More community bankers could expand their customer bases by target marketing products to specific age groups, experts say.

So-called life-cycle marketing isn't new, but it can give community banks a competitive edge.

"It's critically important," said Kristina Laughlin, vice president and director of marketing at $500 million-asset First Merchants Corp., Muncie, Ind. "The product difference between banks is so small, our approach to selling those products has to be tightly niched."

But many banks are not marketing the right products to the right age groups, said Thomas E. Mitchell, Senior vice president of Spectrem Financial Network, a third-party marketing firm based in State College, Pa.

"They're trying to sell CDs to 20- and 30-year-olds, and that's the last thing they're buying right now," he said.

Or "they're marketing senior citizens clubs. That's who their clients already are."

A good marketing plan addresses the needs of each generation, Mr. Mitchell said.

Older customers want tax savings through safe vehicles as they plan for retirement.

Baby boomers will take more risks but also want tax savings, and younger people favor more nontraditional products, he said.

Banks also should consider the needs people have at various times in their lives, such as home purchases in early to mid-career.

Still, not everyone in a given age group has the same needs, said Dale Dreischarf, a senior consultant in the banking group of EDS Management Consulting Services in Rosemont, Ill. Bankers must research the specific segments in their own markets, he said.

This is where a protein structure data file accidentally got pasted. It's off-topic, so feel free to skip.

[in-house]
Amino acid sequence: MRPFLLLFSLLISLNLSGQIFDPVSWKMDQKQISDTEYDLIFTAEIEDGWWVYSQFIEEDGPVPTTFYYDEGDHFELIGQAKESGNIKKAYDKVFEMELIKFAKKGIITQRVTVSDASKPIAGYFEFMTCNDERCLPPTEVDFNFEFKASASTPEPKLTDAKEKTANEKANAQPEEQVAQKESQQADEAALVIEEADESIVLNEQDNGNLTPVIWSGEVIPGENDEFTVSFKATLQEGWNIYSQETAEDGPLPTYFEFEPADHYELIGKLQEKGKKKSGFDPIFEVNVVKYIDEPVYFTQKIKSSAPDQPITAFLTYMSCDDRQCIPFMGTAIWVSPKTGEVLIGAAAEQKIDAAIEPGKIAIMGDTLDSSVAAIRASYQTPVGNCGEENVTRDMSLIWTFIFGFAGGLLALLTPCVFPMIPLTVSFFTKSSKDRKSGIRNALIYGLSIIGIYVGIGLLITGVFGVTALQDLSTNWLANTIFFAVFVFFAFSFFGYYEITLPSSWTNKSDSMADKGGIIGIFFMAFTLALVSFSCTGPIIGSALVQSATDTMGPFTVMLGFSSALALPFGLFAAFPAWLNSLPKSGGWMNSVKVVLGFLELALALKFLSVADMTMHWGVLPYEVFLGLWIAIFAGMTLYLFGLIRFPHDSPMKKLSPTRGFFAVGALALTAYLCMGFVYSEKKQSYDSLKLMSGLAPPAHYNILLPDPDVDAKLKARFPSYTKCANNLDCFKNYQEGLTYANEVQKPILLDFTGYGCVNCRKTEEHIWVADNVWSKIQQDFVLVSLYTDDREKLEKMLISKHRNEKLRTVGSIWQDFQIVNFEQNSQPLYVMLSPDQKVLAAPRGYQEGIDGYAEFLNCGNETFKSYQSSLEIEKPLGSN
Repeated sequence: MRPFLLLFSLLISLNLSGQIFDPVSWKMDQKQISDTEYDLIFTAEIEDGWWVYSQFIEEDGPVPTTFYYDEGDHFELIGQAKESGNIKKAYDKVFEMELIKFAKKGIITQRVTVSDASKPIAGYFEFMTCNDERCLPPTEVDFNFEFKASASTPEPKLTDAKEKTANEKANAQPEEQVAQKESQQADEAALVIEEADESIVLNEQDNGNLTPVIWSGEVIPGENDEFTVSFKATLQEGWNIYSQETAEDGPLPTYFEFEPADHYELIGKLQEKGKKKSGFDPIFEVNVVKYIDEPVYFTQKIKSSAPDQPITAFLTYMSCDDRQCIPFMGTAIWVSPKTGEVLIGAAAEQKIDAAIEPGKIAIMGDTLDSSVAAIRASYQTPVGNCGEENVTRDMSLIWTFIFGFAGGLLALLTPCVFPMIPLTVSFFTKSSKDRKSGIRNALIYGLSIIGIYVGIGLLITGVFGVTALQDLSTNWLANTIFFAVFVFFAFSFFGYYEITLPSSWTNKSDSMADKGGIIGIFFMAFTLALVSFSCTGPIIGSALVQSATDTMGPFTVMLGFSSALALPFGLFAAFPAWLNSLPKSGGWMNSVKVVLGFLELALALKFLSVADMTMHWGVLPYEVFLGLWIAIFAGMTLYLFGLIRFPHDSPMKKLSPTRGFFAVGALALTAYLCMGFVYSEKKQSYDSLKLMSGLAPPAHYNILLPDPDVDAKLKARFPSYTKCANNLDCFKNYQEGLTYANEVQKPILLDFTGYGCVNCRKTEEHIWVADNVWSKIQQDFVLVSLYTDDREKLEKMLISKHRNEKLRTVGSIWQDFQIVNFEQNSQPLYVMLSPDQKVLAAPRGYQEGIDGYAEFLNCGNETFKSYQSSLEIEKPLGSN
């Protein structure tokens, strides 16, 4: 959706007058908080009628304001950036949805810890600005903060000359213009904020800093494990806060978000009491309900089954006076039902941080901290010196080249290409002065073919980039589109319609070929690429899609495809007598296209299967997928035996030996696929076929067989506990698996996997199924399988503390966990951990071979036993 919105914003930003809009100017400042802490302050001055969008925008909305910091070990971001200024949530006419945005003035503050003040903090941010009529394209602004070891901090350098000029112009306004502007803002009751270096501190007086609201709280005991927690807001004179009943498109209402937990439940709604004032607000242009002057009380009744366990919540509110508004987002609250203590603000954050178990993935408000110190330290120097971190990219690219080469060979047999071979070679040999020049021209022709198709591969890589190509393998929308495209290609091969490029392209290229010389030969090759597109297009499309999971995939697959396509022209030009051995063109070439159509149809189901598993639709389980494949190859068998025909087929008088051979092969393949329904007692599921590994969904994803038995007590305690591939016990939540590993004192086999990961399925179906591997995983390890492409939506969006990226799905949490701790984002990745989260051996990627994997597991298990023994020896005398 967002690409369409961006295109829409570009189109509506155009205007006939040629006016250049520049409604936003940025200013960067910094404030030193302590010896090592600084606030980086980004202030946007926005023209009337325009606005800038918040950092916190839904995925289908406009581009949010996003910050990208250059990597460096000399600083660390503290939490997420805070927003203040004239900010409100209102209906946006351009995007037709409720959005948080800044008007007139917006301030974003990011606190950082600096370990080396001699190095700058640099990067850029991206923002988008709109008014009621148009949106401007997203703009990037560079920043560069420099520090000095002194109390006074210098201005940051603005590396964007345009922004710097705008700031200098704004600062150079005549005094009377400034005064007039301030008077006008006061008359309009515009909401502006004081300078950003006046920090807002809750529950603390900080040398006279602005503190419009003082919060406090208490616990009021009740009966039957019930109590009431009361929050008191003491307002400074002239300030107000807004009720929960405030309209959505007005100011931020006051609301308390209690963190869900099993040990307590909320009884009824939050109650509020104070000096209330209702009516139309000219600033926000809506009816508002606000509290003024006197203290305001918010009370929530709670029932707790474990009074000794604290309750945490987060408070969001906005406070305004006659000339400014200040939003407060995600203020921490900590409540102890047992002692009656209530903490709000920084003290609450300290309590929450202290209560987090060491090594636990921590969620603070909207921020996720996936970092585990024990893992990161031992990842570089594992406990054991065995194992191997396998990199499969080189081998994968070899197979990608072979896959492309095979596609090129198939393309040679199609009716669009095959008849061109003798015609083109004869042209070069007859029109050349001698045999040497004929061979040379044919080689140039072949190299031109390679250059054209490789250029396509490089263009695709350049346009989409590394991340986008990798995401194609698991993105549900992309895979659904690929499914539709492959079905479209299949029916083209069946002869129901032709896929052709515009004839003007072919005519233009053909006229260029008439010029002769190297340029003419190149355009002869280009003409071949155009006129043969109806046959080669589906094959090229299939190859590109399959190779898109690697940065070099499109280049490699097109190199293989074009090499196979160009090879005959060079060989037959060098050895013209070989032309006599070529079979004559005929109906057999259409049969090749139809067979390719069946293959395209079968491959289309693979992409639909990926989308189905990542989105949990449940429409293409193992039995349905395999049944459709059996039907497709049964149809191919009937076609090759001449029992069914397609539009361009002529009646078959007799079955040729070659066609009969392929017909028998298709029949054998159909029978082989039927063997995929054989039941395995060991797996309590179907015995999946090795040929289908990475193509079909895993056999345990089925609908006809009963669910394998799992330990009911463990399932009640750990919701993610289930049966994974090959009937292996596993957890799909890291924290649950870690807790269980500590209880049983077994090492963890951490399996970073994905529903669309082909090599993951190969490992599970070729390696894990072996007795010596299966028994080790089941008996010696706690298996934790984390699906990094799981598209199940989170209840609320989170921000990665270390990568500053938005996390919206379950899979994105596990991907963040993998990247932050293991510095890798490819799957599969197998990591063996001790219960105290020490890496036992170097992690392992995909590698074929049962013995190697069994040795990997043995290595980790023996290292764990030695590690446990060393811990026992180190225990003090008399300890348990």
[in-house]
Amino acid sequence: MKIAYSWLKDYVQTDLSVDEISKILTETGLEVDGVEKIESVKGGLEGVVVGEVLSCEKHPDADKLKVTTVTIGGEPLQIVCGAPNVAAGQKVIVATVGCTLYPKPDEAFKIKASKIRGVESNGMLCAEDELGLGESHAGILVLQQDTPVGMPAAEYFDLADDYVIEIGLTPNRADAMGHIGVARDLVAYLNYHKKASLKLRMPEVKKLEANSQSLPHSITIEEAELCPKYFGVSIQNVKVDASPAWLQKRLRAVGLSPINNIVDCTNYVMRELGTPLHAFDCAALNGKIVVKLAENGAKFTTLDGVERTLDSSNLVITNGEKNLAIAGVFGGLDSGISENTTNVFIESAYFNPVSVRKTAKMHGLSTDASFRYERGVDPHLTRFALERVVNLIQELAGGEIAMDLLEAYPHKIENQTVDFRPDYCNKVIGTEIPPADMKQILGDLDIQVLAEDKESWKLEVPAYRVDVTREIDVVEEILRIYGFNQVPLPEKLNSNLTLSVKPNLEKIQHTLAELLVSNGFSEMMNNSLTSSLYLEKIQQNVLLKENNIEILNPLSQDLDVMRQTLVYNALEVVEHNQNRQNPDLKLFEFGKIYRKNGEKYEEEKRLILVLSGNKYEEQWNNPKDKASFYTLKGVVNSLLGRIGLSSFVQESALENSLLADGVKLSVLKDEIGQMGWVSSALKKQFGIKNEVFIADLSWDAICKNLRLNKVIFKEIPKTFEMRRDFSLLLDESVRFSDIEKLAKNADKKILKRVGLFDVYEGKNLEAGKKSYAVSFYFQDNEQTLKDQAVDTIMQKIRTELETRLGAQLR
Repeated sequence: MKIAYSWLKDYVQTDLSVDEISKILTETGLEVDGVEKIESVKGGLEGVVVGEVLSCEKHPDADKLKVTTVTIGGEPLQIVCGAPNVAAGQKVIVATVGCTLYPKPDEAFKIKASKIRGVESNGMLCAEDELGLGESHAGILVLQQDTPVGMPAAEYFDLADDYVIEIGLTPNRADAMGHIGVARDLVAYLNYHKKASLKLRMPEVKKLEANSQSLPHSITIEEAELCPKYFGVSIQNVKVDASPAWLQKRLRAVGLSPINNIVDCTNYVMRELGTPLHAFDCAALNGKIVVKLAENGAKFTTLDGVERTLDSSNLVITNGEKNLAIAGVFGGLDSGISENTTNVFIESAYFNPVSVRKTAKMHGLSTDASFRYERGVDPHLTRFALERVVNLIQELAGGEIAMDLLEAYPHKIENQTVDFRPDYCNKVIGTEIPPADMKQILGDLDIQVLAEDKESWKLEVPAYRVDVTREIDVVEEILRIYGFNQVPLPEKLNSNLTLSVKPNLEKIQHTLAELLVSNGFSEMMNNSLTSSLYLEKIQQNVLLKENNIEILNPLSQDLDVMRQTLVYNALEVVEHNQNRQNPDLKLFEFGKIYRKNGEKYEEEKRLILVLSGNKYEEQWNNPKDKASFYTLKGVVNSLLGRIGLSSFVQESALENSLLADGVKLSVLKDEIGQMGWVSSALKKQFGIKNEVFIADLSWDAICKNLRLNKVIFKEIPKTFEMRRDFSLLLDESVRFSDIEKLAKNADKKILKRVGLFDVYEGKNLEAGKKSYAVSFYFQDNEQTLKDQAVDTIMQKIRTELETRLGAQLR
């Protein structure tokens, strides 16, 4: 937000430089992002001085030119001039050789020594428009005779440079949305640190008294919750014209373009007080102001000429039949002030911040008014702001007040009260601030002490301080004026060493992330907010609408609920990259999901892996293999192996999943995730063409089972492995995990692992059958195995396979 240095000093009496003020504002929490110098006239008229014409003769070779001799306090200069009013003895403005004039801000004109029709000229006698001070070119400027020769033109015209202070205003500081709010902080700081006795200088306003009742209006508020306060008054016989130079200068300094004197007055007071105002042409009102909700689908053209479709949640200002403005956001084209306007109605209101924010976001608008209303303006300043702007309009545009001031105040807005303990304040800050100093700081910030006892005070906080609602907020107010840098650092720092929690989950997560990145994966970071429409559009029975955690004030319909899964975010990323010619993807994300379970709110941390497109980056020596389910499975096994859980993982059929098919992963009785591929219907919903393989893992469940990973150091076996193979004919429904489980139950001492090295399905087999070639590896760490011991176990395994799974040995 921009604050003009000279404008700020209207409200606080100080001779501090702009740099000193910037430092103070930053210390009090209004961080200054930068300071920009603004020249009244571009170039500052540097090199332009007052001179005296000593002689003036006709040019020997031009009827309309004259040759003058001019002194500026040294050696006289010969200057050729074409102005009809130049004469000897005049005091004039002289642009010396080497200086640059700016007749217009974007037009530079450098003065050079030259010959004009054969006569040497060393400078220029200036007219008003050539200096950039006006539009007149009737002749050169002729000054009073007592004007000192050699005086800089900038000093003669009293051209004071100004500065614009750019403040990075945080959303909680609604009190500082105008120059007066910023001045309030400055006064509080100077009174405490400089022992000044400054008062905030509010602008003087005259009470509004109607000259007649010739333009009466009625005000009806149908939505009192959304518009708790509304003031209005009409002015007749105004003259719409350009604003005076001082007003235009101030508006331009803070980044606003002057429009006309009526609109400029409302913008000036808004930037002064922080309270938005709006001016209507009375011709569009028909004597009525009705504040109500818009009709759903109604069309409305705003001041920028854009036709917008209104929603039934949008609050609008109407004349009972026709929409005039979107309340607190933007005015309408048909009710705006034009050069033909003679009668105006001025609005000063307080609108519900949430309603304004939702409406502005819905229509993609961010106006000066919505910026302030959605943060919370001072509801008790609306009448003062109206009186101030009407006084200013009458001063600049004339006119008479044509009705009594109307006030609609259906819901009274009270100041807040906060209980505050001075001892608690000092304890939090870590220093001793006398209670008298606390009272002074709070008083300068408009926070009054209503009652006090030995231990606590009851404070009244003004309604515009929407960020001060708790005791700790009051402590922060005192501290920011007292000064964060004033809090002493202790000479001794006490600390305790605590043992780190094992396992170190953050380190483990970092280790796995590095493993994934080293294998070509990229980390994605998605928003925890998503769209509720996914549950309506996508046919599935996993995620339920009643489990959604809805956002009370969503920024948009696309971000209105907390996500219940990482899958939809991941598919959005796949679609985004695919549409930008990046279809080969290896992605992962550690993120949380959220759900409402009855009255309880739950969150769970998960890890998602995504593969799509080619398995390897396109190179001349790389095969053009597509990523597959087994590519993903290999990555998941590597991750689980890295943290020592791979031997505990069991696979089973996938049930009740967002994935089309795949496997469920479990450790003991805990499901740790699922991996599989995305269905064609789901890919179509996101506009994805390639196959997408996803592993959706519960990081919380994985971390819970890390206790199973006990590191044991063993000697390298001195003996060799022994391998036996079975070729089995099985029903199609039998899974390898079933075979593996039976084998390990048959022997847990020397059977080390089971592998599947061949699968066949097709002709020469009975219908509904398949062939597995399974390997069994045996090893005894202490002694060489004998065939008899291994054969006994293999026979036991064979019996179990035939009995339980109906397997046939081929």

To do so, marketing consultants, not surprisingly, recommend hiring consulting firms. They also suggest using university students and examining demographics already available for community reinvestment act purposes.

Bankers also can use data bases of customer and market information to shape detailed profiles and lists.

Lyle Shughart, senior vice president of $1 billion-asset Harris Savings Bank, Harrisburg, Pa., said he intends to do more "cradle-to-grave marketing," by manipulating his data base to look at life-cycle needs in his area.

To attract or keep customers in different age groups, many community banks already have changed their products and services.

The plethora of seniors clubs Mr. Mitchell cited do serve a purpose to keep customers happy and get to know them better, said Ms. Laughlin, whose bank runs one.

But community bankers must know other age groups too, because when older customers die, they transfer their wealth to people with different saving and buying habits, Mr. Mitchell said.

First Merchants is targeting the youngest group of all -- children -- in hopes of cross-selling to young parents, as well as building future business, Ms. Laughlin said.

The bank is marketing savings accounts to children using a Bankers System creation, "Moola Moola and the Money Minders."

Young adults, whose needs tend to be basic, are a hard market to snare, she said.

First Merchants also has a new direct deposit program through employers to compete with credit unions for new wage earners, she said.

Wayne Bank, Honesdale, Pa., has expanded its product line to include annuities, mutual funds, and financial planning to do more life-cycle marketing, said H. Richard Ishler Jr., president and chief executive of $196 million-asset Wayne Bank.

Community banks "have to be very cognizant of their product lines and their markets and to not rely on what was good 30 years ago," he said.

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